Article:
Review: Canton Arms, Stockwell, London England

I don’t think that the areas south of the Thames in London has a great reputation. In fact, this article characterises south London as being rough, gritty, poor, dull, dirty…but on the flip-side, it’s also considered to be up and coming and family-friendly. What mattered to us though, was that it was cheap. We found a great little bed and breakfast place in Stockwell, within ten minutes walk to three different Tube stations and a bus line as well, that was priced well below what similar places were charging in north or west London. More money saved = more meals out!


The pub closest to our accommodation was the Canton Arms on South Lambeth Road, a self-described gastropub. My friend dismissed it as a typical dodgy pub offering food served by “Chef Mike” (microwave!), but the dinner that K and I enjoyed there one evening proved to be anything but that.

Addlestones Cider, 4.20 GBP, Diet Coke, 2.10 GBP
Addlestones Cider, 4.20 GBP, Diet Coke, 2.10 GBP

Drinks to start – a Diet Coke for me (happily out of a bottle, no post-mix here!), and a large pint of local cider for K. Addlestones is as pure a cider as you will find anywhere else, unfiltered and full of the sweet and cloudy goodness of English cider apples. I’d venture a guess and say that if you were to go back two or three hundred years, this would be the type of cider served up at the local English tavern.

Papperdelle with Oyster Mushrooms, 14.60 GBP
Papperdelle with Oyster Mushrooms, 14.60 GBP

I chose one of the specials of the day – a homemade Papperdelle Pasta with Oyster Mushrooms on the side. This was unlike any papperdelle that I had tried before as it was very thin – almost akin to a Chinese flat rice noodle in its translucent thinness. This proved to be a boon as the thinner and less substantial pasta paired particularly well with the full-bodied plump and juicy mushrooms on the side. My only gripe is that the pasta got a bit dry in some places as there wasn’t enough of the rich mushroom sauce to coat the whole dish.

Roast Blackface lamb, fennel, tomato, raisin and anchovy, 16.40 GBP
Roast Blackface lamb, fennel, tomato, raisin and anchovy, 16.40 GBP

K chose their Roast Blackface Lamb – pink and juicy with a healthy dose of sweet aniseed flavouring via the plump raisins and fennel in the sauce. These lamb slices were particularly meaty, but the dish lacked balance overall – some plain roast potatoes or peas on the side would have made it more palatable overall. As it was, it was just too meaty and overwhelming.

Greens, 3.50 GBP
Greens, 3.50 GBP

We ordered some Greens on the side to share – a rather uninspiring mix of cabbage, cabbage and more cabbage without even a single floret of broccoli, beans, or peas to liven it up. Not worth the 3.50 GBP charged at all considering the lack of variety in green vegetables.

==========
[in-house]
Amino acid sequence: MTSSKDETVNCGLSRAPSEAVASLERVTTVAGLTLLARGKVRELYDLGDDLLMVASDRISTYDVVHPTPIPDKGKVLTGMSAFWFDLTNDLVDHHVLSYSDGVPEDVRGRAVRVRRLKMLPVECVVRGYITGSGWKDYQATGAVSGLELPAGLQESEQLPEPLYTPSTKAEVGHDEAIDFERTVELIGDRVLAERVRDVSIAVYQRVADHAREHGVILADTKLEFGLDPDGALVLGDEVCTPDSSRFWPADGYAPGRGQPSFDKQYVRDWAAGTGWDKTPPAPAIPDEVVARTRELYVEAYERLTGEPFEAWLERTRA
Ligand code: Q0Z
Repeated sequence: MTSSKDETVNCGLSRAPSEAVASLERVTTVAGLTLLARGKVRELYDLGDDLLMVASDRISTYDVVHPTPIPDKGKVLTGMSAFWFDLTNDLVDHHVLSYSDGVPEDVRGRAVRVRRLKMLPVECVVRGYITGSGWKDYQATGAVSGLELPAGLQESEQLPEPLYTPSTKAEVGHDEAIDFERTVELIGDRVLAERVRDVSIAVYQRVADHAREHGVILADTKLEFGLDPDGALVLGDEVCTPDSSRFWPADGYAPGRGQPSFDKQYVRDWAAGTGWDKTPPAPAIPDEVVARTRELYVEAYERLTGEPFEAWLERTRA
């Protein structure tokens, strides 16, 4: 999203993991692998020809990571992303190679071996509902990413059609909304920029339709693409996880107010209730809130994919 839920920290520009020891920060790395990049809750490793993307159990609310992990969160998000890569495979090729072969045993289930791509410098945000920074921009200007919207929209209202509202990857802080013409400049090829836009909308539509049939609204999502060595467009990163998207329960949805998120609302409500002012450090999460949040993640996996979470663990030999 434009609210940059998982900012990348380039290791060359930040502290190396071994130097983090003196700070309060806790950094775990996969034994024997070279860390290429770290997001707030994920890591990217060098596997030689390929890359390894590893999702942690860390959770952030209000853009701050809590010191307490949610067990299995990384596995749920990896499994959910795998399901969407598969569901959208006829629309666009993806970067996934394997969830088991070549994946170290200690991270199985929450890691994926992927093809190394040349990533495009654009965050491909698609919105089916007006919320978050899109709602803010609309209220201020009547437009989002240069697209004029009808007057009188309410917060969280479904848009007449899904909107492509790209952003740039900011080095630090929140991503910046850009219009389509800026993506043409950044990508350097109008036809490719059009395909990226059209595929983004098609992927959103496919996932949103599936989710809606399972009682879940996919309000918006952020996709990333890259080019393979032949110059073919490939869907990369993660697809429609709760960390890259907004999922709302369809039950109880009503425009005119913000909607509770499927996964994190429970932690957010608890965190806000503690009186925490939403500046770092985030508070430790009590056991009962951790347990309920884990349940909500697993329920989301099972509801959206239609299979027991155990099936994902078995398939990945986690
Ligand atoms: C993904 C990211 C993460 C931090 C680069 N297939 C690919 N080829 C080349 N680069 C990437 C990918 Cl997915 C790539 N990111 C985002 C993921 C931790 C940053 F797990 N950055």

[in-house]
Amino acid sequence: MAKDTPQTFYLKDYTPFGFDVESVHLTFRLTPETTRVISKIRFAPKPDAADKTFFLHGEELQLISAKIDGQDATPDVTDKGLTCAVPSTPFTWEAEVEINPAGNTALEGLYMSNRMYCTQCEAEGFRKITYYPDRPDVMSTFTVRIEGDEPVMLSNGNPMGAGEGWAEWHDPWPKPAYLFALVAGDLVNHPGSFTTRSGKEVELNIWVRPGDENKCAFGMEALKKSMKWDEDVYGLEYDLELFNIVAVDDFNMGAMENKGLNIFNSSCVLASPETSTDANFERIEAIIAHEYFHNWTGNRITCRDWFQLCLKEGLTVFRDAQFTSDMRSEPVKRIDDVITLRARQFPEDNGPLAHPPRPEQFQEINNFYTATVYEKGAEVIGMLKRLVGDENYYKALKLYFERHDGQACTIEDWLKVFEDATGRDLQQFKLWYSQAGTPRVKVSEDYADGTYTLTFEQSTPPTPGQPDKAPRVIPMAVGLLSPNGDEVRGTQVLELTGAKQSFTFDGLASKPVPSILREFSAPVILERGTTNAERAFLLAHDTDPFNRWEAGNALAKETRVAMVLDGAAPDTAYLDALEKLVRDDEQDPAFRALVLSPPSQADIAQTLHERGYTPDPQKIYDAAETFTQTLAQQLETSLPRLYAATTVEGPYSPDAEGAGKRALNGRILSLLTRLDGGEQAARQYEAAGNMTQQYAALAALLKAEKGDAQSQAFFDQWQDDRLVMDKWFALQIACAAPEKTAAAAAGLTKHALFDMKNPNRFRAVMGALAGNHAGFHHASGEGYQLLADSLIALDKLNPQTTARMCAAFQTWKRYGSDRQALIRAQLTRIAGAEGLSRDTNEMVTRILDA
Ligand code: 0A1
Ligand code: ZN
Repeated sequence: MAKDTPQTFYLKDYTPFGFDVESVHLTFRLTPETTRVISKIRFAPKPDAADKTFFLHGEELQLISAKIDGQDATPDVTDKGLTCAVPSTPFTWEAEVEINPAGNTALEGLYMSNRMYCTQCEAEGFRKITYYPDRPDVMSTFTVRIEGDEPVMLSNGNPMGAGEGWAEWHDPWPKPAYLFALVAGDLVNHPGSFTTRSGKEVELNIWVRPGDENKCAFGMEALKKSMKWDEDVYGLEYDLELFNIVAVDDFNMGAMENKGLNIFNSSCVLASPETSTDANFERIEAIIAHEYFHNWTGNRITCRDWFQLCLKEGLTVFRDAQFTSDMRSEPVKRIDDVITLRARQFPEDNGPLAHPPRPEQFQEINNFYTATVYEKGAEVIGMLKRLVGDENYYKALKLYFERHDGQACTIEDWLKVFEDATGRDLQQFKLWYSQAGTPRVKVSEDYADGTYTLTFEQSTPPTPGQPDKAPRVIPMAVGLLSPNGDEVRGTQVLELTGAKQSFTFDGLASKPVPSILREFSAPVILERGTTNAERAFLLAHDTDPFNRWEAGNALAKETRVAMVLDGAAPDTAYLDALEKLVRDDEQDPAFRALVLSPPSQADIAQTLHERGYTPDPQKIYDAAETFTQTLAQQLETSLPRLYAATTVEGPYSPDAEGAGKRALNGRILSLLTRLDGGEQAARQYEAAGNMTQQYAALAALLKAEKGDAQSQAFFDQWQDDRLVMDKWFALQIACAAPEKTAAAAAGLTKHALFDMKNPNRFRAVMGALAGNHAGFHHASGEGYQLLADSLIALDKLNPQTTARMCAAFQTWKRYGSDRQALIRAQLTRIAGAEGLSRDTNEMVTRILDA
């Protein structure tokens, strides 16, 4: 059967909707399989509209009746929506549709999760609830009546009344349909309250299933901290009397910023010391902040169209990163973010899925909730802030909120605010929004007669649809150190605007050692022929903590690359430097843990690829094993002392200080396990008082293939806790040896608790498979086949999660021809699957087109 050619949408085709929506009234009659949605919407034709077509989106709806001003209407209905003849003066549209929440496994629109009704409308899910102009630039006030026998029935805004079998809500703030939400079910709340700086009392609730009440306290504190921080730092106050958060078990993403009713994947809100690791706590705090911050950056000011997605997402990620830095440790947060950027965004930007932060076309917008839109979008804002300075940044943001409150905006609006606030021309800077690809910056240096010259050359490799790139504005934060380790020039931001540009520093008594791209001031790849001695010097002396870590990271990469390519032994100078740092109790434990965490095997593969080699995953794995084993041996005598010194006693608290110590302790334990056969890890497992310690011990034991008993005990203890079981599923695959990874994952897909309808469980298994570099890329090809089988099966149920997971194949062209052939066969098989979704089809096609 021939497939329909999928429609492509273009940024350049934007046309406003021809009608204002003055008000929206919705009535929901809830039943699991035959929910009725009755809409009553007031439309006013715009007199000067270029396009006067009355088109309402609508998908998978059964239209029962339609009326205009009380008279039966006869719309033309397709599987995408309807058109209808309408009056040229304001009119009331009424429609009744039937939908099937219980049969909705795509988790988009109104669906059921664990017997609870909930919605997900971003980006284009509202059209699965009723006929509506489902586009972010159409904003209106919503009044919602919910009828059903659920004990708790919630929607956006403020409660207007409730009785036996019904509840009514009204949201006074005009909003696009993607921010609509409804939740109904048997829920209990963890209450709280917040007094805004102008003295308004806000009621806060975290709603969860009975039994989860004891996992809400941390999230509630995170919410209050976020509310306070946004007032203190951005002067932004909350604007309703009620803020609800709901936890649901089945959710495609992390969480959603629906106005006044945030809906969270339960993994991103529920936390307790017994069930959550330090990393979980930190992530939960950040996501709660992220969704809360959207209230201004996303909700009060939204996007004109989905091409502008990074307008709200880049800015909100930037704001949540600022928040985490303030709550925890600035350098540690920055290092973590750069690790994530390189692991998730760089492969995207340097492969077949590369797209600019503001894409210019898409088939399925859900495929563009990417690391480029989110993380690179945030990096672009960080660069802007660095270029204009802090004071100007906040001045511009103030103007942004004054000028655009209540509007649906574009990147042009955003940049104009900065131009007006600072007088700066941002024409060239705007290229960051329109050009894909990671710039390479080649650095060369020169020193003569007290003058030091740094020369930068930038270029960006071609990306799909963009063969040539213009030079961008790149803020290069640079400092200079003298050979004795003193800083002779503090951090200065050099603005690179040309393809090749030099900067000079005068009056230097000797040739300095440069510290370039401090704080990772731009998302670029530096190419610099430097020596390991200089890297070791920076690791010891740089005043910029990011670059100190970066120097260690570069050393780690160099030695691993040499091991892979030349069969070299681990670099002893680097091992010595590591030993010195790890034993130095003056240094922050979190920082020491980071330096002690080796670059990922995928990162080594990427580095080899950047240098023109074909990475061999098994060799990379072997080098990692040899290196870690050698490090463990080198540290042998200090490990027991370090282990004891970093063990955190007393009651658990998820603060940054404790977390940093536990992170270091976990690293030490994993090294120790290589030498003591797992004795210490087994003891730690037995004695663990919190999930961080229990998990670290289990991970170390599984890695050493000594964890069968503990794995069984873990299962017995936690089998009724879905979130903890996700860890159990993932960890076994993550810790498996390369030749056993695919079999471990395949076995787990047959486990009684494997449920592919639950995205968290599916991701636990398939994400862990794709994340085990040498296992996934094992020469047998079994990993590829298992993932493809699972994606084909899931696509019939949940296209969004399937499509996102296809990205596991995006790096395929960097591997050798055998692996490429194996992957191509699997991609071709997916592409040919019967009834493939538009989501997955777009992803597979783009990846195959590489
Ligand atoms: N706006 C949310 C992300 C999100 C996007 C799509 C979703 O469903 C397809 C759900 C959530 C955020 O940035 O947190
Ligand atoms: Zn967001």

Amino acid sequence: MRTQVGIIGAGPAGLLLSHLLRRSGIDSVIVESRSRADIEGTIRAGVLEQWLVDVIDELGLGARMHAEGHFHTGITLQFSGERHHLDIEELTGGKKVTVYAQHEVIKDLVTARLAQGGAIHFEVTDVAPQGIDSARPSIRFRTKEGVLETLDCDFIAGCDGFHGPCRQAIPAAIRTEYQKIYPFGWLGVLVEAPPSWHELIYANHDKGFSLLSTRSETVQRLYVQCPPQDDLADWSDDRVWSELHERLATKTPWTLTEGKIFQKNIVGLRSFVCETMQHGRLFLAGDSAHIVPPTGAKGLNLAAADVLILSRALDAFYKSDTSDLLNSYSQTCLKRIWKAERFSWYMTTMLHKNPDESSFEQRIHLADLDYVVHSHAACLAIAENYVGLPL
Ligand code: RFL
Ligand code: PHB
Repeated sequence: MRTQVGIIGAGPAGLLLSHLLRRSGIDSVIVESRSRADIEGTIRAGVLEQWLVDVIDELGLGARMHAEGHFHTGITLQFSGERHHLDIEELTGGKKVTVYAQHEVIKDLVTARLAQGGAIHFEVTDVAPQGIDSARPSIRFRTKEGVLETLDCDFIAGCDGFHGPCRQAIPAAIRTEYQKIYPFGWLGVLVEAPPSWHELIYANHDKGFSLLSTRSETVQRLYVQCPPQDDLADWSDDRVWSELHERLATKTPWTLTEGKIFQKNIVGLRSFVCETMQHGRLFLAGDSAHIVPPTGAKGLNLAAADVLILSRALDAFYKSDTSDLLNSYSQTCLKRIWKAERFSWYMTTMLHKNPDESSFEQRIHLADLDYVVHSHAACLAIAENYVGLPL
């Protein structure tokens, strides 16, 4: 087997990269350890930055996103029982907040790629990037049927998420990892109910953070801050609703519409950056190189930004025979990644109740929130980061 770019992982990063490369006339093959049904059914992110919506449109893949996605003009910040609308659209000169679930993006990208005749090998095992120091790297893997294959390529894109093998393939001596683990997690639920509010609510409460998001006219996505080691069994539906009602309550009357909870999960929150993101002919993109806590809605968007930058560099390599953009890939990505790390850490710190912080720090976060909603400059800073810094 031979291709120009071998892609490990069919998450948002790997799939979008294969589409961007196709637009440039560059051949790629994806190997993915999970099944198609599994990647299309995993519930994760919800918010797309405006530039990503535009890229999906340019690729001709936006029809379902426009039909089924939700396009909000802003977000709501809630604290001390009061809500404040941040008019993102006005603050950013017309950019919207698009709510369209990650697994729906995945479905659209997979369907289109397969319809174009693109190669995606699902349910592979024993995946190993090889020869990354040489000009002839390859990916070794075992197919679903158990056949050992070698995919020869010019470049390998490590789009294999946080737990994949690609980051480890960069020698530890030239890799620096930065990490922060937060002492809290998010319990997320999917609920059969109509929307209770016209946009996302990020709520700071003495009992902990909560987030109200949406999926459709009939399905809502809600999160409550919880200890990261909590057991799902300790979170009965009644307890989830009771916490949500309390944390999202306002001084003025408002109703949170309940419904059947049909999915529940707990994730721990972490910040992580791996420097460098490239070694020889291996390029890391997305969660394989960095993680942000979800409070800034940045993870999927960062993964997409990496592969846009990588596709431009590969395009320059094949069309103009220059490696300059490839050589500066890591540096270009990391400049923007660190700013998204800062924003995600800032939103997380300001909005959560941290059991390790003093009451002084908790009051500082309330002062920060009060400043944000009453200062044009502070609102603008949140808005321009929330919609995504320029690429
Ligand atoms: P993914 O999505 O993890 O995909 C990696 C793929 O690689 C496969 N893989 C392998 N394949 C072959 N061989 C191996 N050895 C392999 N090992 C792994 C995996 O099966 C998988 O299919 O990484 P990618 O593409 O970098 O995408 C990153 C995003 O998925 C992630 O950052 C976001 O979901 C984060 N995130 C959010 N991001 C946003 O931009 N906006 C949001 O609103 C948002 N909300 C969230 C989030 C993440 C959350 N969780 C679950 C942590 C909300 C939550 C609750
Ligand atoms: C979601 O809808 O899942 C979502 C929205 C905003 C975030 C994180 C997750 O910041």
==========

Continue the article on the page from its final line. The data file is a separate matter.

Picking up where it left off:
Almond tart and Yorkshire rhubarb, 6 GBP
Almond tart and Yorkshire rhubarb, 6 GBP

The mains were truly belly-bursting, but I never turn down a good dessert – Almond Tart and Yorkshire Rhubarb to share. I don’t know why I don’t eat rhubarb more often because it is quite versatile – you can have it quite sweet when cooked, or you could cook it this way so that it’s just slightly tart enough to offset to sweet nuttiness of an almond frangipane tart.

Peanut brittle ice-cream, 2.80 GBP per scoop
Peanut brittle ice-cream, 2.80 GBP per scoop

And what the heck, might as well top off the whole evening with a scoop of their Peanut Brittle Ice-Cream. This scoop of ice-cream was properly loaded with chunks of caramel peanut butter, actual peanuts, and crunchy toffee-esque peanut brittle. Two scoops next time, not one!

The Canton Arms lives up to its claim of being a gastropub – the food is surprisingly delicious, if not particularly well-rounded. While it’s most popular with the south London locals just as a watering-hole, the food is not to be dismissed out of hand either. It is quite pricey for what is considered ‘pub food’ though – with the bill coming in at over $100 AUD, it’s certainly not a cheap local!

The Canton Arms is located at 177 South Lambeth Rd in Stockwell, London.

Review: Jamie’s Italian, Gatwick Airport, London England

When checking into our British Airways flight to Marrakech at London Gatwick Airport, I asked the staffer at the desk, “Will there be a meal served on the flight? Or should we have lunch beforehand?” 

She was incredibly honest. “I think there’s only a snack, and to be honest it’s never very good. I’d suggest treating yourself to a nice lunch before the flight, start your holiday the way you mean to continue.”

That was good enough for me! We found our way through check-in and security to Jamie’s Italian at the departure lounge. There’s a few other nice sit-down restaurants in Gatwick Airport, but we both felt like a healthy serving of simple fresh pasta before heading to Morocco, the land of tajines, cous cous and spices.